This is a citywide problem that is not just plaguing the Seaport. As we know, Boston is an old city with both old and new infrastructure. The solution is changing the habits of our commuting population, do we need our car at work every day? Perhaps the city and or employers can offer incentives to keep our cars at home? In London, there is a toll to enter the city during rush hour and as a result that reduces the number of passenger vehicles on the roadways.
The Boston Globe recently looked at how the growth of the Seaport submarket is playing out on the roadways:
“While the morning commute is tolerable, everyone seems to head out at 5 p.m., creating bumper-to-bumper traffic along the main spine on Seaport Boulevard, spilling out onto Atlantic Avenue, and clogging side roads throughout the area…’All this growth wasn’t supposed to happen until 2025,’ said Mayor Thomas Menino. ‘It’s a wonderful success. Because of the success, we’re having a problem. It’s amazing to me.’”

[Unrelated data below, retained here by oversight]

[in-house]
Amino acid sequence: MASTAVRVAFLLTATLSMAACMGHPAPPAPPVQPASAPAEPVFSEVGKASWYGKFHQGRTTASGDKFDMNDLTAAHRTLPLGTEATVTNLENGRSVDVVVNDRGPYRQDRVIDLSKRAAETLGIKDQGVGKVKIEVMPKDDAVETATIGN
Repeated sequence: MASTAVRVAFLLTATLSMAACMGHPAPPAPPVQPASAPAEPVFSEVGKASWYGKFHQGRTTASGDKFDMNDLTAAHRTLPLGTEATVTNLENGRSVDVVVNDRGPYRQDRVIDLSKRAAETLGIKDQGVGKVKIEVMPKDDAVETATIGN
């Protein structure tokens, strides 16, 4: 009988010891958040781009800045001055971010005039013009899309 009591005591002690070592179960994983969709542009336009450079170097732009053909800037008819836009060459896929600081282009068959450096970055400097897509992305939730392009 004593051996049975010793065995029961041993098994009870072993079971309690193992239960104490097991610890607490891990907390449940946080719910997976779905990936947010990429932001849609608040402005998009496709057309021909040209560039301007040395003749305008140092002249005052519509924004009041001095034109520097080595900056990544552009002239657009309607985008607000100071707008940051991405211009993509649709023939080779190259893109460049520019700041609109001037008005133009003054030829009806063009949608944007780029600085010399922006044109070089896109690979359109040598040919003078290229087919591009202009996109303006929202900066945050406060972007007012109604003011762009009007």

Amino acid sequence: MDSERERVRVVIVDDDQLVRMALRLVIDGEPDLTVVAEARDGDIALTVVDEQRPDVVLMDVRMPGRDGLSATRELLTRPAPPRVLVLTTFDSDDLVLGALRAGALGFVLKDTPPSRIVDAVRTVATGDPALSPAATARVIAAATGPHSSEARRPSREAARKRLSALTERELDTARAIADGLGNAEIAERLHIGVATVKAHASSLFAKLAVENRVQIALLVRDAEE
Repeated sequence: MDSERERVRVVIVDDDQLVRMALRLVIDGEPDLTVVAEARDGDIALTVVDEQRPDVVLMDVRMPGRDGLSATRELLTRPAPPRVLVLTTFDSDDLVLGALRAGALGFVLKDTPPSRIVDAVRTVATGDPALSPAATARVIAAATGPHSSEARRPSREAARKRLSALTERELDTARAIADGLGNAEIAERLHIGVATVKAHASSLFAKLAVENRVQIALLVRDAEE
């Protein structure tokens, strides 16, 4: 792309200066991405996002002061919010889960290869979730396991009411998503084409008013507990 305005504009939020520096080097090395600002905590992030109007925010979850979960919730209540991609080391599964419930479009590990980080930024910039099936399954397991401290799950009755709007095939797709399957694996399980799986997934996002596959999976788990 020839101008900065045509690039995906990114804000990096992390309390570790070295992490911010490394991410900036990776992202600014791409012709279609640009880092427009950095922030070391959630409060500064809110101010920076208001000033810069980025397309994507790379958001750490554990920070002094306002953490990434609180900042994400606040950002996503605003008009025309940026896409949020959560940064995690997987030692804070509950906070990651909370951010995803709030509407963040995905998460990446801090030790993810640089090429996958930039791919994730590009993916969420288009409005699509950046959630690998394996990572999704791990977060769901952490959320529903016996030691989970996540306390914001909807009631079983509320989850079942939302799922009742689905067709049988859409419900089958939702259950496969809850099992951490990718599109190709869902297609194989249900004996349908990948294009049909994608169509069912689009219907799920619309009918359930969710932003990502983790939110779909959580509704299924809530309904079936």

The complete article is available on the Boston Globe’s website: Seaport District Faces Gridlock